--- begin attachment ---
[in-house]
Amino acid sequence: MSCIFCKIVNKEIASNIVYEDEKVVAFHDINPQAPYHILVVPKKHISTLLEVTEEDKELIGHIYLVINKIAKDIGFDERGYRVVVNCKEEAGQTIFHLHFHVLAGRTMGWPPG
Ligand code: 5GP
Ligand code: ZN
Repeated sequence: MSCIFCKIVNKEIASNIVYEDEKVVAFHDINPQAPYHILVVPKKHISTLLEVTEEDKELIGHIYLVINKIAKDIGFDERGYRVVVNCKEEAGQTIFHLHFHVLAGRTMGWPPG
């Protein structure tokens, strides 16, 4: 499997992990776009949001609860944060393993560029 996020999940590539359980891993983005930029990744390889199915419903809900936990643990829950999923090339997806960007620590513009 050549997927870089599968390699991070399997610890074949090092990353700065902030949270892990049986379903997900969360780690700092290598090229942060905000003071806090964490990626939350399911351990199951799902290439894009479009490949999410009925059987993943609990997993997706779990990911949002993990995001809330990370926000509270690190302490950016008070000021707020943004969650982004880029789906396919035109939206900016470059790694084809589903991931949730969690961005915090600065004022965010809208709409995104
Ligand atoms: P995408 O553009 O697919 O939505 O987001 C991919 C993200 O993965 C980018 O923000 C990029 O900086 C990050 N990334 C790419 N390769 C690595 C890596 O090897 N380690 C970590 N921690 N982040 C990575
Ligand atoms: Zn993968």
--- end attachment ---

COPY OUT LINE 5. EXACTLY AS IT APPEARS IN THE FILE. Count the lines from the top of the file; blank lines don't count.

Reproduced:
Repeated sequence: MSCIFCKIVNKEIASNIVYEDEKVVAFHDINPQAPYHILVVPKKHISTLLEVTEEDKELIGHIYLVINKIAKDIGFDERGYRVVVNCKEEAGQTIFHLHFHVLAGRTMGWPPG